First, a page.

Aug 16 2012 By Jackie Grant
CHARITY cyclist Simon Kirk broke his neck in a freak training accident when he collided with a sheep.
Simon was left unconscious and covered in blood after the collision during preparation for a Lands End to John O Groats challenge.
The former Dumfries man, who now lives in Ayr, suffered horrific injuries when he ploughed into the rogue sheep while training with best pal Richard Smith.
Simon, 39, told the Standard: Richard initially thought that I might be dead because I was unconscious on the ground for 30 to 40 seconds.
With no mobile phone signal, and Simon lying unconscious on the ground, Richard was relieved when a couple passing in their car stopped and took them to Ayr Hospital.
But Simon had to be transferred to the spinal injuries unit at the Southern General Hospital in Glasgow where tests revealed he had two fractures in his neck.
He had also broken his jaw in the collision on a remote road in Ayrshire.
Simon recalled: I was riding at some speed and the sheep looked up and saw me but, instead of hurdling the barrier, it ran into it and with the combination of the speed I was going, coupled with the downhill road, there was no chance of me not hitting it.
I think the carbon fork in the bike must have gone but unlike most cycle crashes I didn't fall over the handlebars as I might actually have landed on the sheep.
I remember feeling my face full of blood but, apart from that, my memory is vague.
Simon was in training to raise cash for charity after his wife Ruth, also from Dumfries, spent a year undergoing tough treatment for breast cancer.
He said: The reason we were taking part in the challenge was to raise money for Ayrshire Cancer Support and Macmillan Cancer Support and I was inspired by Ruth. When she was going through treatment, she was hardly ever down and barely missed a day of work.
Simon will now have to wear a neck brace for the next three months in a bid to recover from his injuries.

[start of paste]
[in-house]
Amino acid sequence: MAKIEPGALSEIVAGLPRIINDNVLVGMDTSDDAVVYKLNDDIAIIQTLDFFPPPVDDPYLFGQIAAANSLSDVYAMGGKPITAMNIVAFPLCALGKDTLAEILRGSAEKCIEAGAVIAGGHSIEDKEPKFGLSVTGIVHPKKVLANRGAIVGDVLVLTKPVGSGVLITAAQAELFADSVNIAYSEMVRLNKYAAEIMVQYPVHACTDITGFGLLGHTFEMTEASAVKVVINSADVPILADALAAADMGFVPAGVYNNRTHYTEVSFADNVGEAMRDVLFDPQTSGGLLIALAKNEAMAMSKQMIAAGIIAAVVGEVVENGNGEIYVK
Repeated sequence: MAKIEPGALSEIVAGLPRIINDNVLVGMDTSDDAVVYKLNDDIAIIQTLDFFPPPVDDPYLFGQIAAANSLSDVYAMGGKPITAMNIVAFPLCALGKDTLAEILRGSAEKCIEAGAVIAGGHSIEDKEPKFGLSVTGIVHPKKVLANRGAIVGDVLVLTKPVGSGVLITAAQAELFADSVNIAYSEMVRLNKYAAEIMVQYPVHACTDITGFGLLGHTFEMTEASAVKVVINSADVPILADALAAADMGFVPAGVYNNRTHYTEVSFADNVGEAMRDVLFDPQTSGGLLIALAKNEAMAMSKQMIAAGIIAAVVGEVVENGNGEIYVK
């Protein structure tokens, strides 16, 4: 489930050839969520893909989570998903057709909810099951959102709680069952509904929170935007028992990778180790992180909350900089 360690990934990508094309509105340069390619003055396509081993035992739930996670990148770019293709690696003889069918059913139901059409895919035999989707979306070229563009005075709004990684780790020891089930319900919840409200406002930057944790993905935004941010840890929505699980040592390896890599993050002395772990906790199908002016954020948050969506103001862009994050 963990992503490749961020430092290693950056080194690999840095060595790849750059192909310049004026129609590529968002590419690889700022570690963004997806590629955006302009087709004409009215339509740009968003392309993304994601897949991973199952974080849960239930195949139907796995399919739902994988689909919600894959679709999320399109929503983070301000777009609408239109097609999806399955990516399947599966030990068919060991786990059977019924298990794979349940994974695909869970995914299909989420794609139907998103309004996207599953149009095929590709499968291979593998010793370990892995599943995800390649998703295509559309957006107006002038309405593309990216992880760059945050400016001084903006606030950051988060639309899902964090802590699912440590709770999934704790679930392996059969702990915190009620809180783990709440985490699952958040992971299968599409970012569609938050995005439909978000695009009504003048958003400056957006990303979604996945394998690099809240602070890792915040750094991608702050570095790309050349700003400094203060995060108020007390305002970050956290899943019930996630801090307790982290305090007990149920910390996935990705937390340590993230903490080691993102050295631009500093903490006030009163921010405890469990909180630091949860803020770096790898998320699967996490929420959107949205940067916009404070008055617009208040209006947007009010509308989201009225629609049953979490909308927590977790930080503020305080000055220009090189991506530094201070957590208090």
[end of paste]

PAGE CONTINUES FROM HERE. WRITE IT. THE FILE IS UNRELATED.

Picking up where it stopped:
Ruth, whose parents live in Amisfield, said: Simon and I both went to Dumfries High School and we married at Hetland Hall in 2005.
My parents live in Amisfield and Simons in Georgetown. We moved to Ayr a few years ago but try to see our family as often as we can with our five-year-old daughter Anna.
They were invaluable to us while I was receiving my treatment for cancer.
My mum, Simon's mum and my auntie and uncle took it in turns to take me to Glasgow for treatment and made sure I was never on my own.
To be told I was free of treatment one day and then for Simon to have this accident the next, it just seemed like one drama after another and its turned out to be a tough year and a half.
Richard will still be taking part in the cycle in September. To donate to the fundraising effort visit www.facebook.com/SiandRichLE-JOG.
Ruth, 42, is also holding her own charity event at the Horizon Hotel in Ayr on August 31.
She is delighted that Dumfries businesses, including hairdresser Nelson Brown and Border Cars, have pledged their support to the cause.
Ruth, who sprinted for Scotland during her teens and early 20s, added: Simon has always been incredibly supportive of me and now its my turn to be there for him.
He could have been left paralysed after the accident but at least theres an end in sight for us.
After what weve been through in the last year, we know that some people arent always as lucky.